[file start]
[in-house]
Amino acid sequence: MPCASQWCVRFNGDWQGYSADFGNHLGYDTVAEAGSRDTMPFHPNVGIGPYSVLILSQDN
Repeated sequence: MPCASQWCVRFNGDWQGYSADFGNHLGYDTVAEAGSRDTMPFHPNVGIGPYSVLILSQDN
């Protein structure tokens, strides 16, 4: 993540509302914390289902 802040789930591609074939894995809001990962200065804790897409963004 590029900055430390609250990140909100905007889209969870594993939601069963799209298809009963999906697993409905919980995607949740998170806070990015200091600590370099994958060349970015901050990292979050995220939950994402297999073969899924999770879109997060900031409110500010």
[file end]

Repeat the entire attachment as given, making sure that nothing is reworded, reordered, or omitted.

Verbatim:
[in-house]
Amino acid sequence: MPCASQWCVRFNGDWQGYSADFGNHLGYDTVAEAGSRDTMPFHPNVGIGPYSVLILSQDN
Repeated sequence: MPCASQWCVRFNGDWQGYSADFGNHLGYDTVAEAGSRDTMPFHPNVGIGPYSVLILSQDN
């Protein structure tokens, strides 16, 4: 993540509302914390289902 802040789930591609074939894995809001990962200065804790897409963004 590029900055430390609250990140909100905007889209969870594993939601069963799209298809009963999906697993409905919980995607949740998170806070990015200091600590370099994958060349970015901050990292979050995220939950994402297999073969899924999770879109997060900031409110500010």